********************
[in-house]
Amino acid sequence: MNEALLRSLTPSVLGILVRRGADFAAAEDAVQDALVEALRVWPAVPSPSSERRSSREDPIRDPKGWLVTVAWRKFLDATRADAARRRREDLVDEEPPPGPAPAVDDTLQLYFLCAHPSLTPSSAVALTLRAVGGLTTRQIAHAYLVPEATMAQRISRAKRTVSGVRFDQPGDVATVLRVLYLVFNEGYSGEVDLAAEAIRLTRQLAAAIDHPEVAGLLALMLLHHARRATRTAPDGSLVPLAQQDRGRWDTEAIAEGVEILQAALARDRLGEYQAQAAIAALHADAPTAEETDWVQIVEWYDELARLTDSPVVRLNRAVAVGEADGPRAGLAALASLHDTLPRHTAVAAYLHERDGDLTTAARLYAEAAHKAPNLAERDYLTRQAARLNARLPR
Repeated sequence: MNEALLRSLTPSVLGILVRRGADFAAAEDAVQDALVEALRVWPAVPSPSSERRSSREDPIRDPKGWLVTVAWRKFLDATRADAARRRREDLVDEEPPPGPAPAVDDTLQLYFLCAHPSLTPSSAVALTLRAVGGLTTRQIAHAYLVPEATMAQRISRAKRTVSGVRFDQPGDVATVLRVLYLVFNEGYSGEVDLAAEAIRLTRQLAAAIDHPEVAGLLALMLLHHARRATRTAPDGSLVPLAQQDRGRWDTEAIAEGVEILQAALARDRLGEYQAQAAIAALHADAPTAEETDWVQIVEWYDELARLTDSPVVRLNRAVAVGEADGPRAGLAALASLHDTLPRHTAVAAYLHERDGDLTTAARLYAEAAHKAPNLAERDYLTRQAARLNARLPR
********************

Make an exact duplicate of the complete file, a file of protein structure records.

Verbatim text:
[in-house]
Amino acid sequence: MNEALLRSLTPSVLGILVRRGADFAAAEDAVQDALVEALRVWPAVPSPSSERRSSREDPIRDPKGWLVTVAWRKFLDATRADAARRRREDLVDEEPPPGPAPAVDDTLQLYFLCAHPSLTPSSAVALTLRAVGGLTTRQIAHAYLVPEATMAQRISRAKRTVSGVRFDQPGDVATVLRVLYLVFNEGYSGEVDLAAEAIRLTRQLAAAIDHPEVAGLLALMLLHHARRATRTAPDGSLVPLAQQDRGRWDTEAIAEGVEILQAALARDRLGEYQAQAAIAALHADAPTAEETDWVQIVEWYDELARLTDSPVVRLNRAVAVGEADGPRAGLAALASLHDTLPRHTAVAAYLHERDGDLTTAARLYAEAAHKAPNLAERDYLTRQAARLNARLPR
Repeated sequence: MNEALLRSLTPSVLGILVRRGADFAAAEDAVQDALVEALRVWPAVPSPSSERRSSREDPIRDPKGWLVTVAWRKFLDATRADAARRRREDLVDEEPPPGPAPAVDDTLQLYFLCAHPSLTPSSAVALTLRAVGGLTTRQIAHAYLVPEATMAQRISRAKRTVSGVRFDQPGDVATVLRVLYLVFNEGYSGEVDLAAEAIRLTRQLAAAIDHPEVAGLLALMLLHHARRATRTAPDGSLVPLAQQDRGRWDTEAIAEGVEILQAALARDRLGEYQAQAAIAALHADAPTAEETDWVQIVEWYDELARLTDSPVVRLNRAVAVGEADGPRAGLAALASLHDTLPRHTAVAAYLHERDGDLTTAARLYAEAAHKAPNLAERDYLTRQAARLNARLPR